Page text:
The next wonder-weapon thrown at the Ukrainian problem was the Patriot missile battery. It was deployed near Kiev and the Russians quickly made a joke of it. They attacked it with their super-cheap Geranium 5 “flying moped” drones, causing it to turn on its active radar, thereby unmasking its position, and then fire off its entire load of rockets — a million dollars’ worth! — after which point it just sat there, unmasked and defenseless, and was taken out by a single Russian precision rocket strike.

This was sure to have seriously pissed off US Secretary of Defense Lloyd Austin, whose major personal cash cow happens to be Raytheon, the maker of the Patriot. Yes, the Patriot proved useless using the First Gulf War, where it failed to protect Israel against ancient Iraqi Scud missiles; and it proved useless later on when it failed to protect Saudi oil installation against ancient Yemeni Scud missiles… but you aren’t supposed to advertise that fact. And now this!

And to top it all off, the German-donated Leopard 2 tanks and the US-donated Bradley infantry vehicles, not to mention the silly French wheeled non-tanks, performed absolutely miserably during the recent Ukrainian efforts to approach, never mind penetrate, Russia’s first line of defense. Rubbing salt into the wounds, Putin remarked off-the-cuff that Western armor burns rather more easily than the old Soviet-made stuff.

The latest desperate move would be to give the Ukrainian air force (which, by the way, no longer exists) some older F-16 fighter jets. These can be anywhere up to 50 years old and are peculiar in having an air intake that’s very close to the ground, making them very effective as runway vacuum cleaners during takeoff. They cannot operate from the dirty and pitted runways that are typical in the Ukraine because the debris would get sucked into the engine and destroy it.

If the Ukrainians attempt to pave new runways for them, the Russians would instantly spot this from the geosynchronous satellite that is permanently pointed at Ukrainian territory. Rather than put some fresh bomb craters on these new runways, they could do something more subtle: use one of their super-cheap Geranium 2’s to spread metal shaving for the F-16’s engines to vacuum up… and burn up in flight. And since these are single-engine planes, there is no possibility of limping home on the remaining engine: the pilot would have to catapult and the plane would crash. But there is an even more important reason why the idea of giving F-16’s for the Ukraine is unworkable: these planes are able to carry nuclear bombs and Russia has already announced that it would see this step as a nuclear escalation. But provoking a nuclear conflict with Russia is verboten, so F-16’s are a no-go.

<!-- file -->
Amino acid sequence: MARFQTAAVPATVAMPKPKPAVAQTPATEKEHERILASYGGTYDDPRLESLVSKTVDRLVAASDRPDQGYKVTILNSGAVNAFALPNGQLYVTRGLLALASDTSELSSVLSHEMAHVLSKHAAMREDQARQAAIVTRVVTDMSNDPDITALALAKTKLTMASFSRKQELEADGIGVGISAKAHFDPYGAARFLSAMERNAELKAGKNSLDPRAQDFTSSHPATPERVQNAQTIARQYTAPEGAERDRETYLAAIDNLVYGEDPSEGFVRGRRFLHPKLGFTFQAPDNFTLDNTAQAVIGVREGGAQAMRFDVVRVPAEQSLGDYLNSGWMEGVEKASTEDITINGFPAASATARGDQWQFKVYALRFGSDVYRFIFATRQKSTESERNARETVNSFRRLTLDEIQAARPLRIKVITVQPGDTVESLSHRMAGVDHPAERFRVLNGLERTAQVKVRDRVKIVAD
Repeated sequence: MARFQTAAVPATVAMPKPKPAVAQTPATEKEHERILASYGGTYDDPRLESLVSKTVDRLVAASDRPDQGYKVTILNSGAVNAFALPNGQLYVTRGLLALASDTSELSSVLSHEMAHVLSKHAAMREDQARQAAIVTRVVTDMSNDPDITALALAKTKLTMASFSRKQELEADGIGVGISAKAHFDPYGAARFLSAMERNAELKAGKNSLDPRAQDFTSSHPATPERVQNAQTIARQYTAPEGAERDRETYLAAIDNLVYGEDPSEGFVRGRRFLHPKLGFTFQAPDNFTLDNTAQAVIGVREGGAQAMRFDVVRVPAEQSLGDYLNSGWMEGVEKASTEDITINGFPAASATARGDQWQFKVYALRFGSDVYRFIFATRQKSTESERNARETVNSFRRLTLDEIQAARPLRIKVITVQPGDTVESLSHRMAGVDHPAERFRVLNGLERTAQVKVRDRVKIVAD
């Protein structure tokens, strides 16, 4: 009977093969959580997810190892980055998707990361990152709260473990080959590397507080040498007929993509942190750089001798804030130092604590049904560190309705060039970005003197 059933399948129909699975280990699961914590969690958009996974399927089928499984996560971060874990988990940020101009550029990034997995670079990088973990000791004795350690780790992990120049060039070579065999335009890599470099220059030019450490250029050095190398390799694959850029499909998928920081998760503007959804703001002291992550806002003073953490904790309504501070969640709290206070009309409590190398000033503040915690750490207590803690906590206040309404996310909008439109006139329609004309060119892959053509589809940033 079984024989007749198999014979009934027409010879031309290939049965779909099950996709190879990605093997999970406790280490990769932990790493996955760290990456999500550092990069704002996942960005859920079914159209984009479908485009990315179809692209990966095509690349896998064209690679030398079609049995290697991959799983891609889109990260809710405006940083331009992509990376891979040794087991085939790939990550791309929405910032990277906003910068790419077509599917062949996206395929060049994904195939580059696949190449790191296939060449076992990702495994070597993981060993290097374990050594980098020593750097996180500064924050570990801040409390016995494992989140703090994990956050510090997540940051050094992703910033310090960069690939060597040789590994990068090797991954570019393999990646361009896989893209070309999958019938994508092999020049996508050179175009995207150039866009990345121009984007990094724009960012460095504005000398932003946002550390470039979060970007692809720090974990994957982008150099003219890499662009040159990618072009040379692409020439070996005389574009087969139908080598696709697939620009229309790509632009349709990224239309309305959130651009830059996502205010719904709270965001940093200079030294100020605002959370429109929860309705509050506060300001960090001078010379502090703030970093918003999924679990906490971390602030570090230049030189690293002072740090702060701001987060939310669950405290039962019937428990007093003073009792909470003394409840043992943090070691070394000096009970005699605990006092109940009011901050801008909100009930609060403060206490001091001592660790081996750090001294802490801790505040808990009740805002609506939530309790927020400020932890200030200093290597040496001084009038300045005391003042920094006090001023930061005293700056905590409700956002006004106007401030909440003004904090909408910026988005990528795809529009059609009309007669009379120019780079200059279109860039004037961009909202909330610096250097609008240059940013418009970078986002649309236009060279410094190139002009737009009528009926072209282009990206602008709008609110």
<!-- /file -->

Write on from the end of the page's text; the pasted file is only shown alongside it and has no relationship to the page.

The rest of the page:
Why is the failure of relentlessly propagandized Western weaponry more important than just about anything else, including the increasingly dire state of Western finances, the ridiculous failure of anti-Russian sanctions, the obscenely huge numbers of Ukrainian casualties or the general Western fatigue with all things Ukrainian and especially with the flood of Ukrainian refugees that the West can no longer cope with?

The reason is simple: NATO is not a defensive organization (remember, USSR has been gone for over 30 years); nor is it an offensive organization (well, it did bomb Serbia and a few other relatively defenseless countries, but it can’t possibly think about facing off against Russia or any other well-armed nation).

Rather, NATO is a captive buyers’ club for US-made weapons. That is what vaunted NATO standards, with which the Ukraine must comply before it is deemed worthy to be invited to join NATO, are all about: to comply with these standards, your weapons have to be mostly US-made. That is also the reason for all of the various wars of choice, from Serbia to Iraq to Afghanistan to Libya and Syria: these were demonstration projects for US weapons, with the additional goal of using up the weapons and the munitions so that the Pentagon and the rest of NATO would have to reorder them. The geopolitical rationales for these military conflicts are mere rationalizations. For instance, between 1964 and 1973, the US dropped more than 2.5 million tons of bombs on Laos during 580,000 bombing sorties—equal to a planeload of bombs every eight minutes, 24 hours a day, for nine years. What was the geopolitical rationale? Nobody can even remember if there ever was one. But those bombs were about to expire and needed to be used up and reordered to keep the money flowing.

Read the whole article here.


  • Dmitry Orlov

    Dmitry Orlov is a Russian-American engineer and writer on subjects related to "potential economic, ecological and political decline and collapse in the United States", something he has called "permanent crisis".